But Federal Election Commission chairman David Mason sent McCain a letter saying that he cannot unilaterally opt out of the public financing system without FEC approval -- a letter the McCain campaign ignored. If McCain cannot opt out of the system unilaterally, he has broken the law by raising and spending funds in excess of legal limits, and continues to do so each day. Even if McCain isn't breaking the law, he has already broken his word and "reversed himself" on the question of whether he would take public funding for the primaries.

This history got a passing mention on ABC and NBC News, but neither station went into any detail and both quickly went on to other subjects without dwelling what McCain's on-again, off-again relationship with the public campaign-financing system meant. Other news sources didn't cover it at all.

One of the reasons Obama claims that he wants to stay outside the public financing system is so that he can respond to attacks from 527s (The Swift Boat Veterans who successfully attacked John Kerry and dominated the news in August 2004 were a 527 group). The AP, The Politico and the Washington Post all claim that there are no 527s currently attacking Obama. Obviously, these organizations do not have very good news-reporting staffs, because Media Matters identifies Freedom's Watch and Vets for Freedom as being 527s that are currently attacking Obama.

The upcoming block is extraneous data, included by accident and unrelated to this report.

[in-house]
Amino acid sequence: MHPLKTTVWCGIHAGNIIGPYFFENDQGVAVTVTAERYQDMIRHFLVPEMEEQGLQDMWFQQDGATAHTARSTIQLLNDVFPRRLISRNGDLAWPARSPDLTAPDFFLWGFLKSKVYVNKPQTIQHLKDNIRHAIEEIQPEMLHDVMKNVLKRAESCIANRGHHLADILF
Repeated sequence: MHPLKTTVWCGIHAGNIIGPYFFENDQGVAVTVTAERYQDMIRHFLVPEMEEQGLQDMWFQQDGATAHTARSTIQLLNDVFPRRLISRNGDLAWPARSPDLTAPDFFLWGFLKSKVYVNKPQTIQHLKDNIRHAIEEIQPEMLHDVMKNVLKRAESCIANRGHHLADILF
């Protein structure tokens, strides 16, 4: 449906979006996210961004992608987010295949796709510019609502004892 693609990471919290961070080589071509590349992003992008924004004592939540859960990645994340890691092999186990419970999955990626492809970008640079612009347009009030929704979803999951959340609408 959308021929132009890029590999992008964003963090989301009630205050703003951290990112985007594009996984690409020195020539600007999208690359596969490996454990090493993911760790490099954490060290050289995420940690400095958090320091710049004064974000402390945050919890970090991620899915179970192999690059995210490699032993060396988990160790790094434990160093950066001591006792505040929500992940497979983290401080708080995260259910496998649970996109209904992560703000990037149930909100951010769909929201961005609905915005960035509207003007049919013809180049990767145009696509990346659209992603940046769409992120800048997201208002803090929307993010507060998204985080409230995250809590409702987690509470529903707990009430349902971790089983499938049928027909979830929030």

And this one's actually pretty funny. A conservative blog post screams out the headline "Obama Would Be A Clinton Third Term" 1!!1!! Umm, okay. And for America to get a relatively peaceful presidential term and an economic boom and a reasonably corruption-free government would be a bad thing? Seems to me that by far the worst thing about things under Clinton were all the attacks by Republicans!